Constructing explanatory models, in which students learn to visualize the mechanisms of unobservable entities (e.g., molecules) to explain the working of observable phenomena (e.g., air pressure), is a key practice of science. Yet, students struggle to develop and utilize such models to articulate causal-mechanistic explanations. In this paper, we argue that representational gesturing with the hands (i.e., gesturing that models semantic content) can support the development of explanatory models. Through case studies examining middle school students gesturing during sensemaking, we show that representational gestures can support students in at least four ways: (a) they make underlying mechanisms visible, (b) they facilitate translation of a spatial model to a verbal explanation, (c) they enable model articulation while relying less on scientific terminology, and (d) they present opportunities for students to embody causal agents. In these ways, representational gesturing can be considered an epistemic tool supporting students during sensemaking and communication. We argue that instruction should attend to students’ gestures and, as appropriate, encourage students to gesture as a means of aiding the construction and articulation of causal-mechanistic explanations. While our study explores one form of embodied representation, we encourage the field to explore embodied expressions as epistemic tools for learning.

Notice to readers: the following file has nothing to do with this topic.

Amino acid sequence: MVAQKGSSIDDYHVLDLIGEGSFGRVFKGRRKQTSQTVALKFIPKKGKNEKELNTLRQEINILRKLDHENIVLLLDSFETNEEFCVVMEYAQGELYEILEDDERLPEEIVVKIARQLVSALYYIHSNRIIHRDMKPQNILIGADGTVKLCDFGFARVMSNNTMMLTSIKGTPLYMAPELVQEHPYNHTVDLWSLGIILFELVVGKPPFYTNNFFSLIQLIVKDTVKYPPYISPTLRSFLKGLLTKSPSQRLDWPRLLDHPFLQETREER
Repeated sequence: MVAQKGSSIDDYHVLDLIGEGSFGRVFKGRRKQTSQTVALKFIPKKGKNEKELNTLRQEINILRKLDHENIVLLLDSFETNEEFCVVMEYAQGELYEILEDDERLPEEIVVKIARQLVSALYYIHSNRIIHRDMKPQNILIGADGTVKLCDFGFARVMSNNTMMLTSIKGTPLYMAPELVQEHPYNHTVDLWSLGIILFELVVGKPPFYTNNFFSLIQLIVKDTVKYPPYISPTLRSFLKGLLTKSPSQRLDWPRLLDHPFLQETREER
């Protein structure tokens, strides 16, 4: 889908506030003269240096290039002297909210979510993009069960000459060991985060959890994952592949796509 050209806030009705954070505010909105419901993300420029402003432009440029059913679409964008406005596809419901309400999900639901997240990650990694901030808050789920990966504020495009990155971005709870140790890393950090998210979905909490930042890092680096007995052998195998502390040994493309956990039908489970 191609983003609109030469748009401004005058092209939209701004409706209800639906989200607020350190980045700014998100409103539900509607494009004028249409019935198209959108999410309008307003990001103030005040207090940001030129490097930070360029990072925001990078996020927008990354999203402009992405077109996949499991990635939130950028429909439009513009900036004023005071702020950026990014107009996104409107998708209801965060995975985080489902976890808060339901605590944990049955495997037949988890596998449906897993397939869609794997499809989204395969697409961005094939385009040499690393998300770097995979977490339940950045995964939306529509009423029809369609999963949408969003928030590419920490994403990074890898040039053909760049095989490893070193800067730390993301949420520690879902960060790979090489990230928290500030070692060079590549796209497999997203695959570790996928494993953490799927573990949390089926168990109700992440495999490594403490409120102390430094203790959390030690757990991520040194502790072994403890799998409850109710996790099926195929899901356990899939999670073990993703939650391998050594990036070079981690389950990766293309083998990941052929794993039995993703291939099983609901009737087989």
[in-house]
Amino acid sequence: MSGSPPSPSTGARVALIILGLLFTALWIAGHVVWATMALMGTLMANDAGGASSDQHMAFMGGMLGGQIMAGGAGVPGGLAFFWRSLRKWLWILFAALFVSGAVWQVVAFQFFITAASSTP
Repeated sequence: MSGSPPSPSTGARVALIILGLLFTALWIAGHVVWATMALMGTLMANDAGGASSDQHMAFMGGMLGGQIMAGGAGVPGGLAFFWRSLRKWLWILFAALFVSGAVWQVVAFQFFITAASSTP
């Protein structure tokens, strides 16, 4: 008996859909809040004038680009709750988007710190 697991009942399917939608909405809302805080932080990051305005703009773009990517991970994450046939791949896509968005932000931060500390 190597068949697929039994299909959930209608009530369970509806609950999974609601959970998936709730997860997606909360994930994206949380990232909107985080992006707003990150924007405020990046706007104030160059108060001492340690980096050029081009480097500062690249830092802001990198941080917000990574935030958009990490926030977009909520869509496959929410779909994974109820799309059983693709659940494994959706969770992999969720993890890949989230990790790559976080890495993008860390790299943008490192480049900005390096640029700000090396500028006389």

- epistemic tools
- hand gestures
ASJC Scopus subject areas
- History and Philosophy of Science